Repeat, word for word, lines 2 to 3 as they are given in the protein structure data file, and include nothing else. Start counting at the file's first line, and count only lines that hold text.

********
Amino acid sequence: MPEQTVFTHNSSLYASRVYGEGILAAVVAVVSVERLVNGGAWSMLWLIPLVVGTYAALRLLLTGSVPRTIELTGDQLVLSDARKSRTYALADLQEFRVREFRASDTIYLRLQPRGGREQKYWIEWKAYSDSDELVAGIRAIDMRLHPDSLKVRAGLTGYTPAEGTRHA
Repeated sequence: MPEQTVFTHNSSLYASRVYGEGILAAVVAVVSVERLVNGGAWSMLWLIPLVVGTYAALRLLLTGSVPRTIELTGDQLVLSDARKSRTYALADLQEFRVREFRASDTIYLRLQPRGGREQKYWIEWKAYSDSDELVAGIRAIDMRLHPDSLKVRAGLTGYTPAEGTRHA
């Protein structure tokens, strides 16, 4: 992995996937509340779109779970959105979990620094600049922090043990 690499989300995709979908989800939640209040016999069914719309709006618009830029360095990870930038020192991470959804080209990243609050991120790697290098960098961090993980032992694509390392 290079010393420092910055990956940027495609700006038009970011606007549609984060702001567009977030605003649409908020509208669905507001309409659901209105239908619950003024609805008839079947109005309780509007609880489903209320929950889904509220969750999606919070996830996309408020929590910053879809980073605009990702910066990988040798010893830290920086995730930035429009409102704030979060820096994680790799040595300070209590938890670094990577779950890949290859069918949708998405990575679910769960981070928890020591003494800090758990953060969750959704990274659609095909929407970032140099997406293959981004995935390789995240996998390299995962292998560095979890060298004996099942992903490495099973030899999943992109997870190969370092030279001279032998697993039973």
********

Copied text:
Repeated sequence: MPEQTVFTHNSSLYASRVYGEGILAAVVAVVSVERLVNGGAWSMLWLIPLVVGTYAALRLLLTGSVPRTIELTGDQLVLSDARKSRTYALADLQEFRVREFRASDTIYLRLQPRGGREQKYWIEWKAYSDSDELVAGIRAIDMRLHPDSLKVRAGLTGYTPAEGTRHA
């Protein structure tokens, strides 16, 4: 992995996937509340779109779970959105979990620094600049922090043990 690499989300995709979908989800939640209040016999069914719309709006618009830029360095990870930038020192991470959804080209990243609050991120790697290098960098961090993980032992694509390392 290079010393420092910055990956940027495609700006038009970011606007549609984060702001567009977030605003649409908020509208669905507001309409659901209105239908619950003024609805008839079947109005309780509007609880489903209320929950889904509220969750999606919070996830996309408020929590910053879809980073605009990702910066990988040798010893830290920086995730930035429009409102704030979060820096994680790799040595300070209590938890670094990577779950890949290859069918949708998405990575679910769960981070928890020591003494800090758990953060969750959704990274659609095909929407970032140099997406293959981004995935390789995240996998390299995962292998560095979890060298004996099942992903490495099973030899999943992109997870190969370092030279001279032998697993039973």